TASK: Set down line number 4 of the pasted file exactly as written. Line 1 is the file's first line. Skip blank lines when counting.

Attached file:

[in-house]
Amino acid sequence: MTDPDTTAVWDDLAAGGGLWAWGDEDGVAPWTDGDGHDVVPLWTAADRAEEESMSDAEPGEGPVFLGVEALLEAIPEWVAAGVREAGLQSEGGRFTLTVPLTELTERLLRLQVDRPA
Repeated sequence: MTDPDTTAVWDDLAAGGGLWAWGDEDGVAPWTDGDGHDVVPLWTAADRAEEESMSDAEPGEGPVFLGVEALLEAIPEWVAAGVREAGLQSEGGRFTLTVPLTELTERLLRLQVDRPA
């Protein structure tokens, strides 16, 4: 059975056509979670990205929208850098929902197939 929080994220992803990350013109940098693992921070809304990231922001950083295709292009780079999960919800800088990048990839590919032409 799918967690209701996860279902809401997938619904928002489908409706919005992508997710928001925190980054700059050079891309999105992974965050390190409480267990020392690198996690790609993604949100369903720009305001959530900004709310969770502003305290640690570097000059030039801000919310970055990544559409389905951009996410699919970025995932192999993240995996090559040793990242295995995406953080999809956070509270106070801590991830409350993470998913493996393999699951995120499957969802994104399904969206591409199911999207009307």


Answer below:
């Protein structure tokens, strides 16, 4: 059975056509979670990205929208850098929902197939 929080994220992803990350013109940098693992921070809304990231922001950083295709292009780079999960919800800088990048990839590919032409 799918967690209701996860279902809401997938619904928002489908409706919005992508997710928001925190980054700059050079891309999105992974965050390190409480267990020392690198996690790609993604949100369903720009305001959530900004709310969770502003305290640690570097000059030039801000919310970055990544559409389905951009996410699919970025995932192999993240995996090559040793990242295995995406953080999809956070509270106070801590991830409350993470998913493996393999699951995120499957969802994104399904969206591409199911999207009307």